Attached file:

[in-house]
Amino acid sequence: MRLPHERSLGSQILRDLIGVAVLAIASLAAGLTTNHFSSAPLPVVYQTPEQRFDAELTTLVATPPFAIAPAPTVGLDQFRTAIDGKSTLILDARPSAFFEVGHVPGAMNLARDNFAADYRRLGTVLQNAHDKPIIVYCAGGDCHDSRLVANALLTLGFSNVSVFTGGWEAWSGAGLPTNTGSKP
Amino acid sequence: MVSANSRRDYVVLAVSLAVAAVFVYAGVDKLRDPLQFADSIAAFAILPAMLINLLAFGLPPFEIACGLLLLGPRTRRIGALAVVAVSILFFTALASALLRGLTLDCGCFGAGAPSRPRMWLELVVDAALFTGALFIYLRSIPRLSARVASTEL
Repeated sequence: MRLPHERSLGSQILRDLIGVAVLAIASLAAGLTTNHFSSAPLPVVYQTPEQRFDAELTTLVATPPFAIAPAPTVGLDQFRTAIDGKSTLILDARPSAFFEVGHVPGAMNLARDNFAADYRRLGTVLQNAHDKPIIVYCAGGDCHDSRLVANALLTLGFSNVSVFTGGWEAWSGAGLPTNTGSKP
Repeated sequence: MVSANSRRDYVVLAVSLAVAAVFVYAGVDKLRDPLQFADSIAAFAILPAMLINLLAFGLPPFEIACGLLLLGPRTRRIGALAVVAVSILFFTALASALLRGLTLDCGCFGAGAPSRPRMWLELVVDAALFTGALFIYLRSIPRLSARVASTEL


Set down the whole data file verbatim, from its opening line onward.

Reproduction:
[in-house]
Amino acid sequence: MRLPHERSLGSQILRDLIGVAVLAIASLAAGLTTNHFSSAPLPVVYQTPEQRFDAELTTLVATPPFAIAPAPTVGLDQFRTAIDGKSTLILDARPSAFFEVGHVPGAMNLARDNFAADYRRLGTVLQNAHDKPIIVYCAGGDCHDSRLVANALLTLGFSNVSVFTGGWEAWSGAGLPTNTGSKP
Amino acid sequence: MVSANSRRDYVVLAVSLAVAAVFVYAGVDKLRDPLQFADSIAAFAILPAMLINLLAFGLPPFEIACGLLLLGPRTRRIGALAVVAVSILFFTALASALLRGLTLDCGCFGAGAPSRPRMWLELVVDAALFTGALFIYLRSIPRLSARVASTEL
Repeated sequence: MRLPHERSLGSQILRDLIGVAVLAIASLAAGLTTNHFSSAPLPVVYQTPEQRFDAELTTLVATPPFAIAPAPTVGLDQFRTAIDGKSTLILDARPSAFFEVGHVPGAMNLARDNFAADYRRLGTVLQNAHDKPIIVYCAGGDCHDSRLVANALLTLGFSNVSVFTGGWEAWSGAGLPTNTGSKP
Repeated sequence: MVSANSRRDYVVLAVSLAVAAVFVYAGVDKLRDPLQFADSIAAFAILPAMLINLLAFGLPPFEIACGLLLLGPRTRRIGALAVVAVSILFFTALASALLRGLTLDCGCFGAGAPSRPRMWLELVVDAALFTGALFIYLRSIPRLSARVASTEL